I get the feeling sometimes, when looking at the hundreds and hundreds of fantasy novels on the shelf at Barnes & Noble, that many of the authors (and publishers) are so geeked out about the accoutrements of fantasy (orcs! dragons! quests!) that they’ve forgotten that the story is the thing. It’s like when my daughter sets her play table for a pretend feast. The cute little napkins, tea cups, forks and knives, and plastic muttons are immaculately displayed on the table, but there’s no actual meal.
As delightful as it can be to imagine food, all it does is make one hungry for dinner. What I mean by dinner, of course, is great writing. And we can’t learn how to be great writers by reading mediocre books. It’s true that one can learn a lot about what not to do by reading bad books, but without a standard by which to measure the bad, we lose sight of what makes great books great. It’s good to cultivate a little bit of literary snobbery, at least insofar as it teaches you to be humble enough to work harder.
Tolkien, the godfather of modern fantasy, didn’t read much speculative fiction. We know, because before Tolkien there was no fantasy genre. Legend has it that Tolkien and Lewis started writing the kind of books they wrote because nobody else was doing it for them. (Of course, we could classify Norse mythology as a kind of imaginative fiction, but you know what I mean.) So what did they read? Classics. Scripture. Poetry. Essays. They were well-versed in ancient verse. They were scholars who studied mythology and language and could wax academic about a host of subjects, in multiple languages. I contend that the reason their books have lasted all these years is that they knew that great books are made of great stories; great stories are made of great sentences; great sentences are made by lovers of words.
So you can put a cool picture on the cover of the book, you can populate your world with all manner of strangeness, and you can even send your characters on a grand quest — but if you don’t love the sound of a beautiful sentence, if you aren’t a student of thematic nuance and story structure, if you haven’t cultivated discernment about what makes good books good, then your readers will know it. People won’t return to your book year after year to re-read passages. Your book will gather dust. Time will out you.
Now would probably be a good time to make a disclaimer: I realize I’m not a great writer. I’ll never write a book as lasting or beautiful as The Lion, the Witch, and the Wardrobe. But that doesn’t mean I shouldn’t try. I’m not a great writer now, but that doesn’t mean I don’t want to be one someday, as unlikely as that is. Being a Christian doesn’t let me off the literary hook — it raises the literary bar (yes, I just mixed metaphors. See? Not a great writer). So what I’m getting at is this: if we want to write great speculative fiction, we have to eat our vegetables. We have to humble ourselves and realize that we have a lot to learn from the Great Ones of the Elder Age. That means you should study the Inklings, of course. But don’t stop there. Read The Adventures of Tom Sawyer. Again. Read To Kill a Mockingbird. Read At the Back of the North Wind. Read King Lear. Read Milton (I haven’t yet, but I plan to this year). Read poetry. For goodness’ sake read poetry! Read it even if you don’t like it — read it especially if you don’t like it. Read Thoreau. Learn what a spondee is, and a poetic foot, and chiastic structure. Read Pulitzer Prize winners, like Annie Dillard’s Pilgrim at Tinker Creek and marvel at sentences doing things you didn’t know were possible. Let Mark Helprin’s exuberant imagination blow your mind.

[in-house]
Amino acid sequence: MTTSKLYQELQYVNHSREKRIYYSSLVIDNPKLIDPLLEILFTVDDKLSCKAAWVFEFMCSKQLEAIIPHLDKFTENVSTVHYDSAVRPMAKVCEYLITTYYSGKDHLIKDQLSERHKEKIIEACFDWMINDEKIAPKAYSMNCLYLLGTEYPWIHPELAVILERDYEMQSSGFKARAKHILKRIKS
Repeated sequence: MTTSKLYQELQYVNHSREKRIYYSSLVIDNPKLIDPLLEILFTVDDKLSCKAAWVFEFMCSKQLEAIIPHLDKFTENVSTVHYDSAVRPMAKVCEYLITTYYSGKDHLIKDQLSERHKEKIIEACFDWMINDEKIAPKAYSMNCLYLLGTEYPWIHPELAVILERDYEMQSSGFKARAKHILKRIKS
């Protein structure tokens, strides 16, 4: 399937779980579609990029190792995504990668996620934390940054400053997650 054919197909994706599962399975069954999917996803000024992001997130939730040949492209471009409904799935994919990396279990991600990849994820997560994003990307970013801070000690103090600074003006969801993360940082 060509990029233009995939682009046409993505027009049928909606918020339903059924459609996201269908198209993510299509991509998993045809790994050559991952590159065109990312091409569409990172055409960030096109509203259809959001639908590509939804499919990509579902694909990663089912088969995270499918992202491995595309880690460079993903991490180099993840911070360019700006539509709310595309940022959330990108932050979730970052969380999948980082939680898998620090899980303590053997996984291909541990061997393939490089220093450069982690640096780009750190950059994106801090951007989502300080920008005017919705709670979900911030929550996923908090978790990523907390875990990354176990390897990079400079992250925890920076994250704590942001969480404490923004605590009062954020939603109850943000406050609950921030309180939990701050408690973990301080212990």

Then, reader, sit at your desk, take a deep breath, and write your novel. If the story that presents itself to you has dragons in it, then fine. Follow the thrush to the hidden doorway and find your dragon. But don’t just think of it as a fantasy novel. Think of it as a book for the ages. Chances are it will be terrible (I promise you the first draft will be). But don’t let that stop you from working to make something beautiful, from the cover to the paper stock, all the way to the sound of the sentences and the utter absence of every possible adverb.
I don’t think the fantasy genre (or the speculative fiction genre, if you like) will produce anything really lasting until its writers stop writing fantasy and start writing great books that happen to be speculative. I suspect my heart will always leap a little at the thought of a quest in the perilous realm, and as the title of Lewis’s essay stated, “Sometimes a fairy story may say best what’s to be said.” But not always. Sometimes an entirely different kind of story will do. And those are just as worthy of our study, consideration, and enjoyment. In the meantime, I’ll keep wearing my “Dragon Sword” shirt on the tour, and I’ll hide a copy of Crime and Punishment under my pillow, safe from the prying eyes of the band.
I’d hate to disappoint them.